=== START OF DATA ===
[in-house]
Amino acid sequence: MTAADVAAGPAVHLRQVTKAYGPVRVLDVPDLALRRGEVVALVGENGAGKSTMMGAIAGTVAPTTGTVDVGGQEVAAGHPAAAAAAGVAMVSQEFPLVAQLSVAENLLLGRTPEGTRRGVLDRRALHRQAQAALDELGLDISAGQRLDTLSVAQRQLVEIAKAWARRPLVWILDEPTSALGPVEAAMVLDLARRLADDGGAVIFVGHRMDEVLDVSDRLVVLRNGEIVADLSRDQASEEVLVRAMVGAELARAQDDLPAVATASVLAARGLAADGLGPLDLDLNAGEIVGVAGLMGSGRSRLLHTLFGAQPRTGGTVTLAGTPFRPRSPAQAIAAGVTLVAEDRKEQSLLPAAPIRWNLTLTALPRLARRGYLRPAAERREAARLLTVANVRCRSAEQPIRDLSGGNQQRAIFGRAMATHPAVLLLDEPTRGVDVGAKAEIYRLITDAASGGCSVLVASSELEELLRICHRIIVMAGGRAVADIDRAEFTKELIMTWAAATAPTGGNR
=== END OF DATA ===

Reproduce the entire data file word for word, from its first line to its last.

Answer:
[in-house]
Amino acid sequence: MTAADVAAGPAVHLRQVTKAYGPVRVLDVPDLALRRGEVVALVGENGAGKSTMMGAIAGTVAPTTGTVDVGGQEVAAGHPAAAAAAGVAMVSQEFPLVAQLSVAENLLLGRTPEGTRRGVLDRRALHRQAQAALDELGLDISAGQRLDTLSVAQRQLVEIAKAWARRPLVWILDEPTSALGPVEAAMVLDLARRLADDGGAVIFVGHRMDEVLDVSDRLVVLRNGEIVADLSRDQASEEVLVRAMVGAELARAQDDLPAVATASVLAARGLAADGLGPLDLDLNAGEIVGVAGLMGSGRSRLLHTLFGAQPRTGGTVTLAGTPFRPRSPAQAIAAGVTLVAEDRKEQSLLPAAPIRWNLTLTALPRLARRGYLRPAAERREAARLLTVANVRCRSAEQPIRDLSGGNQQRAIFGRAMATHPAVLLLDEPTRGVDVGAKAEIYRLITDAASGGCSVLVASSELEELLRICHRIIVMAGGRAVADIDRAEFTKELIMTWAAATAPTGGNR